Apple has done another transparency update. Sabri Suby looks at how this impacts digital marketers.
In April 2021, Apple made an announcement on privacy. This smashed headlong into the way digital marketers track, plan and prove return on investment (ROI) for their campaigns. The App Tracking Transparency update meant that unless iPhone users dig through their settings menu and actively choose to allow third-party tracking, it’ll be set to ‘denied’ as the default.
What are the changes?
Data from app analytics firm Flurry around Apple’s App Tracking Transparency update has revealed that 96 percent of iPhone users in the US have opted out of app tracking on iOS 14.5. It’s a similar story here in Australia. Considering they have to actively make a choice to turn tracking on, it’s not a surprise that most users either don’t even know about the option or have chosen to leave it squarely set to ‘off’.
The iOS 15 update, which is currently in beta, has taken things even further with updates to mail and app privacy. Mail Privacy Protection stops invisible pixels being used to collect information about the user, preventing senders from knowing when they open an email and masking their IP address so it can’t be linked to other online activity or used to determine their location.
What has it previously tracked?
App Privacy Report lets users see how often each app has used the permission they’ve previously granted to access their location, photos, camera, microphone and contacts during the past seven days.
It’s worth noting that for all its claims of privacy, Apple devices are some of the most intrusive in the world. Just go to Settings > Privacy > Location Services > System Services > Significant Locations on your iPhone to see a list of every single place you’ve ever been. This is complete with what time you arrived, how you got there and how long you were there. When billions of Apple users are sharing their private encrypted details one-on-one with Apple, that’s a hell of a lot of data in one Apple basket.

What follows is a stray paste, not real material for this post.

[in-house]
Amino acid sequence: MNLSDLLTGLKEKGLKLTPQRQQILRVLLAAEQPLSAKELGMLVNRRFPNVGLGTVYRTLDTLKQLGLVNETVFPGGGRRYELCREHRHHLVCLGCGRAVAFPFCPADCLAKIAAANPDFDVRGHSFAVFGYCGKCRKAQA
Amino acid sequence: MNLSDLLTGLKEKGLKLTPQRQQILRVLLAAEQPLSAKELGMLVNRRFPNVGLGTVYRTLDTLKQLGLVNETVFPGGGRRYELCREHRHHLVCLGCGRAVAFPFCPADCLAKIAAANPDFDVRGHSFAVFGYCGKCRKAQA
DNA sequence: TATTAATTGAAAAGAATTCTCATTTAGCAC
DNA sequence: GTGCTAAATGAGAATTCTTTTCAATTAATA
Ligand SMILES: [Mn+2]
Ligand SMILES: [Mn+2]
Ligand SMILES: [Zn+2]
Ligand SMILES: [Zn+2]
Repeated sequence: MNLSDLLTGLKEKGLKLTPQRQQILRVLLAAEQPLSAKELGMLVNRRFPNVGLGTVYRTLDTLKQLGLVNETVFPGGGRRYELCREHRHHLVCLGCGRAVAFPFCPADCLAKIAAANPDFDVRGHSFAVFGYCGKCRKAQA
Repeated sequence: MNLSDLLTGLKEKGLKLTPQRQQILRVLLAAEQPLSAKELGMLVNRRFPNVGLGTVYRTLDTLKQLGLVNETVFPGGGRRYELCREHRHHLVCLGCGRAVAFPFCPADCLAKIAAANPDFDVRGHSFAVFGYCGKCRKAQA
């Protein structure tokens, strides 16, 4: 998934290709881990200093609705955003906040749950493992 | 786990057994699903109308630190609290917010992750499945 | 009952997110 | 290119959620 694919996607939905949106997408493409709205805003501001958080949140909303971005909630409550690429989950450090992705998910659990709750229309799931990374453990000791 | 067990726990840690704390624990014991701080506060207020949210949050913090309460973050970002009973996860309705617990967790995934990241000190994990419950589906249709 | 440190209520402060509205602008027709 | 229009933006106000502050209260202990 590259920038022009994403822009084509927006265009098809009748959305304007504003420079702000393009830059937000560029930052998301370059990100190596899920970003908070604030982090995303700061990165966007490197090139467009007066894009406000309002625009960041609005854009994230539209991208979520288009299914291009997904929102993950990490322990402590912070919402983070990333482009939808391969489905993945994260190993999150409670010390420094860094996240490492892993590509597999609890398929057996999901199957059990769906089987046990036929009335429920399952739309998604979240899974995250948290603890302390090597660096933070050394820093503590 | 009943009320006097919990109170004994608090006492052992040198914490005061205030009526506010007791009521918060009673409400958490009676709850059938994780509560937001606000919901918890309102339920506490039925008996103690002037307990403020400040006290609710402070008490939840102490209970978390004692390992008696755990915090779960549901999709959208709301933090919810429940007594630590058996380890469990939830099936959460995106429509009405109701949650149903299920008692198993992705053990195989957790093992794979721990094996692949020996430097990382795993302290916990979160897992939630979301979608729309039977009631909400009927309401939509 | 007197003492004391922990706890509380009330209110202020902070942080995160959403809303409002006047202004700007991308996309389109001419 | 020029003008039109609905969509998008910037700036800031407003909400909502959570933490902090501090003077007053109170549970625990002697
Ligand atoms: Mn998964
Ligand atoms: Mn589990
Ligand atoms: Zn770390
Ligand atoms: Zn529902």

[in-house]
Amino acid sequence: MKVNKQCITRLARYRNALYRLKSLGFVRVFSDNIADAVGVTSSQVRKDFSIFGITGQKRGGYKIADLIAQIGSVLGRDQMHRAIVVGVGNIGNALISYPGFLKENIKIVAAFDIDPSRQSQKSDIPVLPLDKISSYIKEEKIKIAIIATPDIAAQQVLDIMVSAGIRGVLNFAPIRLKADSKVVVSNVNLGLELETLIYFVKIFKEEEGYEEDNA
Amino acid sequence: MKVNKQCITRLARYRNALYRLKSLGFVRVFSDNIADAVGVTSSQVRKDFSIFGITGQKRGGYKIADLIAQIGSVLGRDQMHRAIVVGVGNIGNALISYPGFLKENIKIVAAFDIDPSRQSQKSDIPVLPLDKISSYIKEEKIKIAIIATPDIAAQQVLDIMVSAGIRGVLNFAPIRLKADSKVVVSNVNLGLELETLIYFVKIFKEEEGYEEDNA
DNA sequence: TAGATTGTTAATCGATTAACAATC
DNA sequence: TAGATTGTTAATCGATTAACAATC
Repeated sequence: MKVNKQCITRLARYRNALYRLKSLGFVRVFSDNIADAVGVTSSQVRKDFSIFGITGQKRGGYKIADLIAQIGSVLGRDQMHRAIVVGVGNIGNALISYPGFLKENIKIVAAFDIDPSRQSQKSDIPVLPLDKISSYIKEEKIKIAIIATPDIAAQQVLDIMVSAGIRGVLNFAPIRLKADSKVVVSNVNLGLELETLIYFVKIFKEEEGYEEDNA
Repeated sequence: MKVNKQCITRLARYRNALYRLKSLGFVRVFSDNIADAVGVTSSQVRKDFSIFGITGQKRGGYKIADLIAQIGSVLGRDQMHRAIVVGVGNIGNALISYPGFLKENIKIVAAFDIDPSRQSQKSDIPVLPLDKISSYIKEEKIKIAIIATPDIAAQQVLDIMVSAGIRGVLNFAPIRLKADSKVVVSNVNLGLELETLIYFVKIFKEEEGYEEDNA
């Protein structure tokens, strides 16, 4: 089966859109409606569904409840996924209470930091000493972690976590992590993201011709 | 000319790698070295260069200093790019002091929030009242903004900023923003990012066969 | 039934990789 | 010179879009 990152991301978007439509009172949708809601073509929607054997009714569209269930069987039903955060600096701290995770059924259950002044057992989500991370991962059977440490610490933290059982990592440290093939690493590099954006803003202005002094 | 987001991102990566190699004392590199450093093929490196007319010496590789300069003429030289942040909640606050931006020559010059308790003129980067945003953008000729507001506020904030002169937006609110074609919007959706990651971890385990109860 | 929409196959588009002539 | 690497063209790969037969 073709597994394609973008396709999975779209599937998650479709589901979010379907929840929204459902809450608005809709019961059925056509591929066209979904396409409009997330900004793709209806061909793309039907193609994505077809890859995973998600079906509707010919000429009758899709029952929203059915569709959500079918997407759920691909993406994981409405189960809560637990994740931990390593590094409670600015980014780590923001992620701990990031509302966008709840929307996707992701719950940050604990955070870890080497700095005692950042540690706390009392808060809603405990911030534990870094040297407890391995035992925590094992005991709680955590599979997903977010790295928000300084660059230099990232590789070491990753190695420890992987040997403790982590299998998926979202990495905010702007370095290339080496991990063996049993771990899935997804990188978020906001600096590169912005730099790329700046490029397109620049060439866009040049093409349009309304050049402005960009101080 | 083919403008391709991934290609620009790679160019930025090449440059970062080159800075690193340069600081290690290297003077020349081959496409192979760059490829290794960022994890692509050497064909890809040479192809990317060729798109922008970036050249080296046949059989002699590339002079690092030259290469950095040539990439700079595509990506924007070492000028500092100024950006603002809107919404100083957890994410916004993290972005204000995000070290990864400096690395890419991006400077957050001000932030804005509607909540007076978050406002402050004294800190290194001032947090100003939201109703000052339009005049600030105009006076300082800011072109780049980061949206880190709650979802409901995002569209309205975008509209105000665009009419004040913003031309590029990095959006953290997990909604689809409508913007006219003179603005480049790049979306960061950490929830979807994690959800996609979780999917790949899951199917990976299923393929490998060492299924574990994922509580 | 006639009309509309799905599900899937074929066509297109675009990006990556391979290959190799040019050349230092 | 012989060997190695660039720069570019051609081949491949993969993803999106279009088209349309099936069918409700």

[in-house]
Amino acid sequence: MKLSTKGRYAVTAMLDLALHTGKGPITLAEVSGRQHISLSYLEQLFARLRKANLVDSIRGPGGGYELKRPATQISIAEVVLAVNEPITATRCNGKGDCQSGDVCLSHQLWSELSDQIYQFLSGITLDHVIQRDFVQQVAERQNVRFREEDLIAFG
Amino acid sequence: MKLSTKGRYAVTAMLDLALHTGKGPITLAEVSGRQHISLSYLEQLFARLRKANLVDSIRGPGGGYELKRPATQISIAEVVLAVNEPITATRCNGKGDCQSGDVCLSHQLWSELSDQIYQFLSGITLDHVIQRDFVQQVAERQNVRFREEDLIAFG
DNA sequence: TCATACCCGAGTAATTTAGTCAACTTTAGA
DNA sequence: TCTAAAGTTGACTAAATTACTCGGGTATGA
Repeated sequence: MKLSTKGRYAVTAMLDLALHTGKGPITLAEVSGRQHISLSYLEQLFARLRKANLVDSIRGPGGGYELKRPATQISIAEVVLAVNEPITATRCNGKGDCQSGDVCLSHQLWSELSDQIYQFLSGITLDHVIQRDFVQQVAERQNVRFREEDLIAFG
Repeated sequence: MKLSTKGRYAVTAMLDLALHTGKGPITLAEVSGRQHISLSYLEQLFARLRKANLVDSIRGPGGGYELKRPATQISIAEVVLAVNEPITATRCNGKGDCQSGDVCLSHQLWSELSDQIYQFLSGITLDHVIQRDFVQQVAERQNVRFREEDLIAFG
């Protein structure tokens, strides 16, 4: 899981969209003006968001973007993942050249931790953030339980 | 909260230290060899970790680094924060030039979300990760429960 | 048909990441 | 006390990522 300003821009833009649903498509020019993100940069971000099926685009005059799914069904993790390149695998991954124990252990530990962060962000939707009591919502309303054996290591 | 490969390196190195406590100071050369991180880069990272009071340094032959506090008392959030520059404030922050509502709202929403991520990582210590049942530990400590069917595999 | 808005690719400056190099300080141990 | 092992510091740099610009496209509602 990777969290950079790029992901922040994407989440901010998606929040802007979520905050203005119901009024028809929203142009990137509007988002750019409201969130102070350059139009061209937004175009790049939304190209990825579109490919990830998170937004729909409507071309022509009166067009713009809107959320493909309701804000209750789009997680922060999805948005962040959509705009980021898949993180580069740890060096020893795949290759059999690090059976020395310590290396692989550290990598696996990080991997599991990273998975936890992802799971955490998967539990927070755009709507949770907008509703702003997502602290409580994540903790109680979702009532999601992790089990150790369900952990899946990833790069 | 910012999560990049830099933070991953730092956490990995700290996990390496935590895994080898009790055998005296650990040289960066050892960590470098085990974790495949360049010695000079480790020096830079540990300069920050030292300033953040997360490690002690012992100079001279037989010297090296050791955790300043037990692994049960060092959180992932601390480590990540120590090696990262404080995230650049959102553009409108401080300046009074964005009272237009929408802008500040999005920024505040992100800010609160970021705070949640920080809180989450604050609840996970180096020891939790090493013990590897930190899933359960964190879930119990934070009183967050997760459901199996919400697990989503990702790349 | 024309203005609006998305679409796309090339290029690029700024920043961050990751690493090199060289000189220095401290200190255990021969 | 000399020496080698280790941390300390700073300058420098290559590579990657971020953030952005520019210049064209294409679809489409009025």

What will that mean for marketers?
Whatever Apple’s true intentions regarding privacy, some of the new updates mean that anyone with an Apple mobile device using iOS 14.5 and up can no longer be tracked via third-party tracking, meaning it’s impossible to find out how effective different ads are. Unsurprisingly, this is a big problem for marketers.
Ever since Apple announced the major changes back in April, digital marketers have been facing a problem: how do we prove ROI if we can’t track mobile users? And should brands continue to spend money on ads that they can’t measure?
How do you know what marketing is effective without tracking? As we head into a tricky period where marketers are still figuring out Apple’s tracking ban, marketers need to change their mindset until the dust settles on Apple’s new privacy settings.
Then versus now
Facebook has previously relied on its granularity on its audience insights. This includes the ability to track which audiences, demographics and interests are going to convert into leads and sales. Someone click on an ad would previously lead the marketer to be able to see whether that ad led to a sale or a lead.
Facebook’s traffic is 80 percent from a mobile device – more than half of that coming from Apple devices. But with the latest update, tracking this large chunk of audience is no longer possible. Now, when you click on a Facebook ad through the app on a device running iOS 14.5 or above, that lead gets sucked into a black hole. No more tracking, no ability to see which ads led to which sales.
It’s not just marketers and brands at risk: the shift will heavily impact Facebook’s business model until they find a way around it. Facebook is relying on people utilising their Conversation API (CAPI). However, this isn’t a perfect solution just yet.
Facebook will eventually figure out a workaround, but until it does, we’re all stuck in the wilderness without a gun.
What’s the solution for marketers?
Thankfully, there are a bunch of different reporting tools out there to close the loop on the conversion data, without relying on a Facebook pixel. Marketers are able to see where that person first came from, and originate that user back to their first transaction.
Marketers shouldn’t be surprised by these changes – adapting to ever-changing technology is simply the job of any good digital marketer. With Google’s ban on third-party cookies scheduled for 2023, there are even more challenges around the corner. It’s all about survival of the fittest.
The best way to strengthen a brand against these changes is to invest in the things that you can control. As a marketer, the job should be to funnel everyone from social media and get them on email and text message lists. These are platforms that can be controlled.
As has been seen time and time again, the tech giants will do what they want, when they want. For marketers, it’s the job to be prepared, and win back control.
Sabri Suby is the founder of marketing agency King Kong.
This article first appeared in www.marketingmag.com.au
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